1. Did lockdown and banning elective surgery and routine medical care stop COVID spread?
  2. How many COVID cases were in Texas March 22 (when GA-09 was signed) and how many June 25 (when GA-27 was signed)?
  3. Did stopping elective surgery and routine care help or hurt hospital bed availability?
  4. How many HC workers were furloughed as a result of original ban on elective care?
  5. How many HC workers that were furloughed, fired, or reassigned have been replaced?
  6. How many licensed hospital beds are available in Texas?
  7. How many staffed beds were available in March, how many were available in June?
  8. How many ICU beds? How many ventilators?
  9. What was hospital bed, ICU, and ventilator occupancy each of the last years over the same period of time?
  10. How are cases defined? Positive PCR nasal swab tests? What is the turnaround time for results? Are antibody test results included? Are these duplicative; ie, does a single patient who has PCR positive and IgM count as 2 positive cases?
  11. How many are asymptomatic from mandated testing from prisons, nursing homes, and hospital admissions for other reasons such as delivering a baby.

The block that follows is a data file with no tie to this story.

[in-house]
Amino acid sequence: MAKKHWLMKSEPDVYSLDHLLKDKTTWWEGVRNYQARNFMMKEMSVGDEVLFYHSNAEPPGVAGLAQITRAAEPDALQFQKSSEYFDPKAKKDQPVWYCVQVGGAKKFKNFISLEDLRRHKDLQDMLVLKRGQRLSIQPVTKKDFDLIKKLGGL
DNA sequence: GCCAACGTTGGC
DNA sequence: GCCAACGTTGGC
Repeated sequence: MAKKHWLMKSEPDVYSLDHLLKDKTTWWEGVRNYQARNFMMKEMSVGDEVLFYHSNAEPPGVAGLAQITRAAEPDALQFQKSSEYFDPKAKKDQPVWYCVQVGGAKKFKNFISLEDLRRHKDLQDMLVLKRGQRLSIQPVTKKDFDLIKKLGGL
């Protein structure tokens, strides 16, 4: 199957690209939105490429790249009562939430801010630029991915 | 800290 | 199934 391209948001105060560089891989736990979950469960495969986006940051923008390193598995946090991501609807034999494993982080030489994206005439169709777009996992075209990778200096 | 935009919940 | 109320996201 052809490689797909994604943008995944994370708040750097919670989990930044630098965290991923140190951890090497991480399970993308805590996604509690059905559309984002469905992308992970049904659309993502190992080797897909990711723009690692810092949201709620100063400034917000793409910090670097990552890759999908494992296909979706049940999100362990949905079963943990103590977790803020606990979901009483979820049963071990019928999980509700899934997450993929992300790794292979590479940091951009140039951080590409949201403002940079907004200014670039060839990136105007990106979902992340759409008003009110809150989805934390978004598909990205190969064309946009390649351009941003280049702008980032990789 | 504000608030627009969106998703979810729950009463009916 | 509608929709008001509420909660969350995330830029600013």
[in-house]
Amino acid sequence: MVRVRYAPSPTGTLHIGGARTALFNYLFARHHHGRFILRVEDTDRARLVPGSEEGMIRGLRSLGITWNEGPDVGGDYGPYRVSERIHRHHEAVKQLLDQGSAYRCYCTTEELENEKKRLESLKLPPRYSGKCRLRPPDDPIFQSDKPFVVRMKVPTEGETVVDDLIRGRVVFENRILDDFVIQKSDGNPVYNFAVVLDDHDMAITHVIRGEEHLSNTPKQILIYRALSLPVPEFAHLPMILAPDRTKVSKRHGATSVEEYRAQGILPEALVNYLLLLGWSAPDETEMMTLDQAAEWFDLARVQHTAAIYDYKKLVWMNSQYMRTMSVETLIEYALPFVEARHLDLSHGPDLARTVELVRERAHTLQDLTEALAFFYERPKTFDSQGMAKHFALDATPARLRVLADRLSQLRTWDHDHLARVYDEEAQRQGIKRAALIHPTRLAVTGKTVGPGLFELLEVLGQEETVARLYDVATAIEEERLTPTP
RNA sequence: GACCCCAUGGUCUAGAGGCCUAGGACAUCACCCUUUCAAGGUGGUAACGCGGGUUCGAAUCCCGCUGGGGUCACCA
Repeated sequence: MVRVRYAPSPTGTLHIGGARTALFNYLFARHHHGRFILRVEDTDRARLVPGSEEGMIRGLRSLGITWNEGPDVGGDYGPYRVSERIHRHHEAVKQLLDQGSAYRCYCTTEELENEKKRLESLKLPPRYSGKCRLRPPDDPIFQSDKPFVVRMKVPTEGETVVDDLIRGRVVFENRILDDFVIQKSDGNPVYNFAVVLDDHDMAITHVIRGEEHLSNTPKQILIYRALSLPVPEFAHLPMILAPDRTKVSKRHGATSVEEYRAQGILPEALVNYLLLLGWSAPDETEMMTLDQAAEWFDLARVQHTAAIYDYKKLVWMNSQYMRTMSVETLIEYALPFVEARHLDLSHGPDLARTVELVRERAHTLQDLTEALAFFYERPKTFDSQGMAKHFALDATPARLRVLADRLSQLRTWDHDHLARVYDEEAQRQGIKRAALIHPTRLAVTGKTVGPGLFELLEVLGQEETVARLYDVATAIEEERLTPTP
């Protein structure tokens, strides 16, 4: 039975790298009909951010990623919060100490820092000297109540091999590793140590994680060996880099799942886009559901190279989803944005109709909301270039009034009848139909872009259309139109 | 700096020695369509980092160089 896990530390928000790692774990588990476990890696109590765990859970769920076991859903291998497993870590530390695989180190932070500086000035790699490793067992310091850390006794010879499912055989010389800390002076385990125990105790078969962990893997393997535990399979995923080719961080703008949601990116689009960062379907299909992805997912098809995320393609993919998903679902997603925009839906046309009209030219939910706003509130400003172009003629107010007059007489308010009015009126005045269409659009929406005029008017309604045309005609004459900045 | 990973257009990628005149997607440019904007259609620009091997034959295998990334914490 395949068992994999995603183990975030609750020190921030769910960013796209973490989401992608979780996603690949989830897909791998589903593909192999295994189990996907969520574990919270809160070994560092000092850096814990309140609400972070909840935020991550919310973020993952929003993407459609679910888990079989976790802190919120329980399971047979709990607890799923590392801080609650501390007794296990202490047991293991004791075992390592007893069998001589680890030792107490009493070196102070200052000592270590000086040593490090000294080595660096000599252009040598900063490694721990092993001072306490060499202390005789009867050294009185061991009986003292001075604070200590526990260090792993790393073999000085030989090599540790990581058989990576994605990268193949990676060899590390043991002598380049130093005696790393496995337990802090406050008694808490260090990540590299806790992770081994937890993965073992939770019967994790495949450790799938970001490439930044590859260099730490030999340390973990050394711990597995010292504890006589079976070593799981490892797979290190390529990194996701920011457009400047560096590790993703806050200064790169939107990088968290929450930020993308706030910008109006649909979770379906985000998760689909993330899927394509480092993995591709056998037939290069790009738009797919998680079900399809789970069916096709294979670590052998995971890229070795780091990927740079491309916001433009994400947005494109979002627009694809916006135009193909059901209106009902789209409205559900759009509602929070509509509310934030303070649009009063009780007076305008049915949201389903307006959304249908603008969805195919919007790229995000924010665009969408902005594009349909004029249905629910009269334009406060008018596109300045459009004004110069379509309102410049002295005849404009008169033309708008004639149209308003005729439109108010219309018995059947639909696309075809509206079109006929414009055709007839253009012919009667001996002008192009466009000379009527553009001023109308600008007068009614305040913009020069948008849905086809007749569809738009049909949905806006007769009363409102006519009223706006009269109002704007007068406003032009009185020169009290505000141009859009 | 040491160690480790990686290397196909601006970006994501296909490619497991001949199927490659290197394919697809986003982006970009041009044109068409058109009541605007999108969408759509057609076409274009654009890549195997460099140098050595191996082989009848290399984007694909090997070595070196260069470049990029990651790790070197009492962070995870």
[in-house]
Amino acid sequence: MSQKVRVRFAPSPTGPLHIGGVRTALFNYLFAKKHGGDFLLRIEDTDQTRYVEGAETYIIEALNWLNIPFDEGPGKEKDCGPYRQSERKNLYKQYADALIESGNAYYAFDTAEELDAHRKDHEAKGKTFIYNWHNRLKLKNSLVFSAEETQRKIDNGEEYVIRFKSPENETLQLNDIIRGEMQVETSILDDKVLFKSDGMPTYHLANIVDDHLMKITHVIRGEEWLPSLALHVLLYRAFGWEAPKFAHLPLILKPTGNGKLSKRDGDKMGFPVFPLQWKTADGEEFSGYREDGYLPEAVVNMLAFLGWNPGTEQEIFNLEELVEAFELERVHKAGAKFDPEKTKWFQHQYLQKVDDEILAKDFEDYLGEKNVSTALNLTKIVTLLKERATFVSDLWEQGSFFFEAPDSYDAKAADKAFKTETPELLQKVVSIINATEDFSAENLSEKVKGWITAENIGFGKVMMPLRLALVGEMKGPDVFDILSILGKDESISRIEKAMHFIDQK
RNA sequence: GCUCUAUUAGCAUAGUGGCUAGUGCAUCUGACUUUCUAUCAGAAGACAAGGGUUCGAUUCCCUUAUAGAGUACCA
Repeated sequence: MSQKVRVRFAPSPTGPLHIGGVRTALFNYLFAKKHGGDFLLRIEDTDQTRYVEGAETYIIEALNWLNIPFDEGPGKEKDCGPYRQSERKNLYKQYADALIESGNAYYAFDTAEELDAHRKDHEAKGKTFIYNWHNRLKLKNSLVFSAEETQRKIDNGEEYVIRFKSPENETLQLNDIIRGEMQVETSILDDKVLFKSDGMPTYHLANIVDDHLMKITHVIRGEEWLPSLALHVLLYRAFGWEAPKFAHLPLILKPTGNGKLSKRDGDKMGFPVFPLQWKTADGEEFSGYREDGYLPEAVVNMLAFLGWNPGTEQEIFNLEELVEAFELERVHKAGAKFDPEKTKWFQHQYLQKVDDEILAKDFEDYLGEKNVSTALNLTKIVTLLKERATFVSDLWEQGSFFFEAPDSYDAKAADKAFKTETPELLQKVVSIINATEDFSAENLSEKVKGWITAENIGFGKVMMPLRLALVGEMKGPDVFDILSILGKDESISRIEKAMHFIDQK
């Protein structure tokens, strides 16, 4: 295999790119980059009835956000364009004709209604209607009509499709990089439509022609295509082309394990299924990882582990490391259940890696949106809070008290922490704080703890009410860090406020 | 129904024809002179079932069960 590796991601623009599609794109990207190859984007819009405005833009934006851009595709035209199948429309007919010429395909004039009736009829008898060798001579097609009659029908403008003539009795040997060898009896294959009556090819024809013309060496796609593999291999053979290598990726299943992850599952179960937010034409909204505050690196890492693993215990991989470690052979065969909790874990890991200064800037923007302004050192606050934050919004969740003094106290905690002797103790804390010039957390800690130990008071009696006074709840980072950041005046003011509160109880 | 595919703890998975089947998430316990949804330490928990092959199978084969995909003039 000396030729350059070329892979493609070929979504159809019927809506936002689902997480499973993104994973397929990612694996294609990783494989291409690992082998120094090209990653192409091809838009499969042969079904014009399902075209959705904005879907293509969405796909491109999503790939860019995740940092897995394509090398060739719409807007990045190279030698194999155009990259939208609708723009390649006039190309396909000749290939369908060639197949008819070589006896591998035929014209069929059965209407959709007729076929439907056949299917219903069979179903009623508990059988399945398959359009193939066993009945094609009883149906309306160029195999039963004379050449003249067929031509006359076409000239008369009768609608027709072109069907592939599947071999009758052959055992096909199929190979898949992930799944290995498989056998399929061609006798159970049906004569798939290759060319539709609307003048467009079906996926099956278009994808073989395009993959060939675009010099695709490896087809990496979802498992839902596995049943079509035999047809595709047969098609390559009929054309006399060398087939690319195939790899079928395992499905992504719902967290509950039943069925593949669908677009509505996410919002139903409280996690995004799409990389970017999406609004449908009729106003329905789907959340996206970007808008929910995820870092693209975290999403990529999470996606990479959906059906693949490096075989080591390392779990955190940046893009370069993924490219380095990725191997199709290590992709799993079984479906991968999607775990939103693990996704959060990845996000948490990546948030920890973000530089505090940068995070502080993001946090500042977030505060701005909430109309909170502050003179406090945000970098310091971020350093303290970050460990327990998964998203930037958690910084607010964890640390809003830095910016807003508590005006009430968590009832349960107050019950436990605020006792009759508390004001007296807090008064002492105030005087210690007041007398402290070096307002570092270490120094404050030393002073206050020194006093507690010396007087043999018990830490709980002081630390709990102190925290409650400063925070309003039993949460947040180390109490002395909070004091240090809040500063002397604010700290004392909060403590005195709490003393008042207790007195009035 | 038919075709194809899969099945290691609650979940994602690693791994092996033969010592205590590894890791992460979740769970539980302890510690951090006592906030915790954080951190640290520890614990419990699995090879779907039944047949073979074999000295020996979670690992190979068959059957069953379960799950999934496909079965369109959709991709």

12. How many are symptomatic and quarantining at home?
  13. How many are admitted to hospital wards?
  14. What is the average length of stay? (I heard 1.4 days now)
  15. What does the hospital receive for a COVID diagnosis?
  16. Is there financial incentive and thus a lower threshold to admit?
  17. Is there greater financial incentive to admit beyond 24 hour observation- thus explaining the 1.4 day admission average.
  18. How many non-US residents are hospitalized, and what percentage of the COVID-related hospitalizations does this represent?
  19. What percentage of ICU beds and ventilators do non-US residents occupy?
  20. Please show a map graph showing daily testing superimposed on daily test results- include separate colored lines for total tests, positive tests, and negative tests over time (use March 1-current date).
  21. Show graph showing positive tests vs. hospitalizations vs. deaths over time. (use March 1 – current date).
  22. What was monthly hospital income form patient care for each of the 3 months prior to GA-09 and 3 months after?
  23. What was total staff number and salary each of the 3 months prior to GA-09 and each of the 3 months after GA-09?
  24. What were the staffed bed counts for each of the 3 months prior to GA-09 and each of the 3 months after GA-09.
  25. Progression of reopening was going to be based on specific indicators of hospital capacity such as bed, ICU, ventilator availability. Was that based on numbers of peak bed availability before GA-09 or after? Were those numbers adjusted to honestly compare ratio?